We are given that the points (-2,-4) and (8,-14) lie on a parabola with y-intercept of 2. We are asked to find the vertex.

We know that through three noncollinear points there lies exactly one parabolic function (there may be other parabolas through the same points, but they will not...

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We are given that the points (-2,-4) and (8,-14) lie on a parabola with y-intercept of 2. We are asked to find the vertex.

We know that through three noncollinear points there lies exactly one parabolic function (there may be other parabolas through the same points, but they will not represent functions.) One way to find the vertex is to find the equation of the function and then find the vertex:

In standard form the equation for a parabola is y = ax^2+bx+c

Using the given points we get the following:

For (0,2) we get a(0)^2+b(0)+c=2 so c=2.

Using this we get for (-2,-4) a(-2)^2+b(-2)+2=-4 or 4a-2b=-6 so 2a-b=-3

Then for (8,-14) we get a(8)^2+b(8)+2=-14 or 64a+8b=-16 so 8a+b=-2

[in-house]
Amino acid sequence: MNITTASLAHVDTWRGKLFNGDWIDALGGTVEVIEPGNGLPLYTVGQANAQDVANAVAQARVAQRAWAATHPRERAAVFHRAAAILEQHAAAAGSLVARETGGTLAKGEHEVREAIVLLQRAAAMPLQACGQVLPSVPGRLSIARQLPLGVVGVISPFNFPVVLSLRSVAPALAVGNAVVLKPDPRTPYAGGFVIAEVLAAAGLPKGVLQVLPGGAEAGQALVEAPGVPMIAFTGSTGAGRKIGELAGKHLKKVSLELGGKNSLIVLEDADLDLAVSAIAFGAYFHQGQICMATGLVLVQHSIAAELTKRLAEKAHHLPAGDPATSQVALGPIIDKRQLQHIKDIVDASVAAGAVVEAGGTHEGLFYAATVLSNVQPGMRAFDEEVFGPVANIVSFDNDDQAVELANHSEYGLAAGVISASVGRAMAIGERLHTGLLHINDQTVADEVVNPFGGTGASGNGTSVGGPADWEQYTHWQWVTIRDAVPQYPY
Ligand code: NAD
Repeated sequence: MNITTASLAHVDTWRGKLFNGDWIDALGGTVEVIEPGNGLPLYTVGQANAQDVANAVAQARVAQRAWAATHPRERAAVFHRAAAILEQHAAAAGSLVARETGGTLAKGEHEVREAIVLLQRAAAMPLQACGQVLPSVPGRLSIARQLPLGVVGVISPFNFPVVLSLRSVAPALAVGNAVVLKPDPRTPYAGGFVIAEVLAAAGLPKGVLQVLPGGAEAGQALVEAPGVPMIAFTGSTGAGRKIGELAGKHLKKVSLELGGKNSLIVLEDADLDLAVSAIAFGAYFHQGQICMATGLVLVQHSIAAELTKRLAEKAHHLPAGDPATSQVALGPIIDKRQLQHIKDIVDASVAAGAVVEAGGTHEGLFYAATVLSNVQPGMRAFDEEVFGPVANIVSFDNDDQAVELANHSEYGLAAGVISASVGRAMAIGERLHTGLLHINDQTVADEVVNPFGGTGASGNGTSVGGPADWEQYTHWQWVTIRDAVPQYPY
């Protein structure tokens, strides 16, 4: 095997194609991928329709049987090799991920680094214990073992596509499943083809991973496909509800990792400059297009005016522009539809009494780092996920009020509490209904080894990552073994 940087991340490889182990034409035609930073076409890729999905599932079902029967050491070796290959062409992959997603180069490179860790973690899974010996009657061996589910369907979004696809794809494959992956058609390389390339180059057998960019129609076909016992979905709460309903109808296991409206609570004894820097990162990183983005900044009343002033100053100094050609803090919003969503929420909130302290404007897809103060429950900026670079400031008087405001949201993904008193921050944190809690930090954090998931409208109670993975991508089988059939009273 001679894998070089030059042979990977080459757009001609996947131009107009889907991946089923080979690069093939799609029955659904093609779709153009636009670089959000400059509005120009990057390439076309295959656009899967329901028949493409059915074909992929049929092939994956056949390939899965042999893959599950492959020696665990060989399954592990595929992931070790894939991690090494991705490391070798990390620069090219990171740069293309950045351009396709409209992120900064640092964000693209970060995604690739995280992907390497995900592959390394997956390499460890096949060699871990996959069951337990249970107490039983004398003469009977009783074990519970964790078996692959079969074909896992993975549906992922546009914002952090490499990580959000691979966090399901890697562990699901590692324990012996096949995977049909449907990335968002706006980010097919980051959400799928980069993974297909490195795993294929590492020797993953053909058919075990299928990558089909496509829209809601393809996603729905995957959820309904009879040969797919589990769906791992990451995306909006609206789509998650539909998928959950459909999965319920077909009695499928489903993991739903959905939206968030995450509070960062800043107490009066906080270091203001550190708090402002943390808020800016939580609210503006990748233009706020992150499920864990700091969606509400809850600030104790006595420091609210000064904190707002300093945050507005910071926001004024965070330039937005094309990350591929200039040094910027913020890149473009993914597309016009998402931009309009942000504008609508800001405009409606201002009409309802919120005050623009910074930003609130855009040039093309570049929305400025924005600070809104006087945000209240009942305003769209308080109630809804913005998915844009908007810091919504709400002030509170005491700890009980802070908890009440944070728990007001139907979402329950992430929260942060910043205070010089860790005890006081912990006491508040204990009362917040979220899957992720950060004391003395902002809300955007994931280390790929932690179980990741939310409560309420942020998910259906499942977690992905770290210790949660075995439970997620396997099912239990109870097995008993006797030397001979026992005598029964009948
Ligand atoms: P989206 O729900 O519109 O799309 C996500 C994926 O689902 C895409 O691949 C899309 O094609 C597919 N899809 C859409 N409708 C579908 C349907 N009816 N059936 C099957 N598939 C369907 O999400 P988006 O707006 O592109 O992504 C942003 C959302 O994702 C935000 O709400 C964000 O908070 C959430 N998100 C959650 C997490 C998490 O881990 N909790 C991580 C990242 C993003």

We can now solve the system of equations:

2a-b=-3

8a+b=-2

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10a=-2 ==> a=-1/2 so b=2 and c=2

The equation, in standard form, for the parabola is y=-1/2x^2+2x+2

The x-coordinate for the vertex in standard form is given by x=-b/(2a) so we get x=(-2)/(-1)=2

Then the y-coordinate is y=-1/2(2)^2+2(2)+2=4

**The vertex of the parabola is (2,4).**

(1) From the standard form we can use completing the square to rewrite in vertex form:

y=-1/2x^2+2x+2=-1/2(x^2-4x+4)+2+2=-1/2(x-2)^2+4 so the vertex is (2,4)

(2) We can use matrices to solve the system of equations, or use substitution instead of linear combinations.

The graph: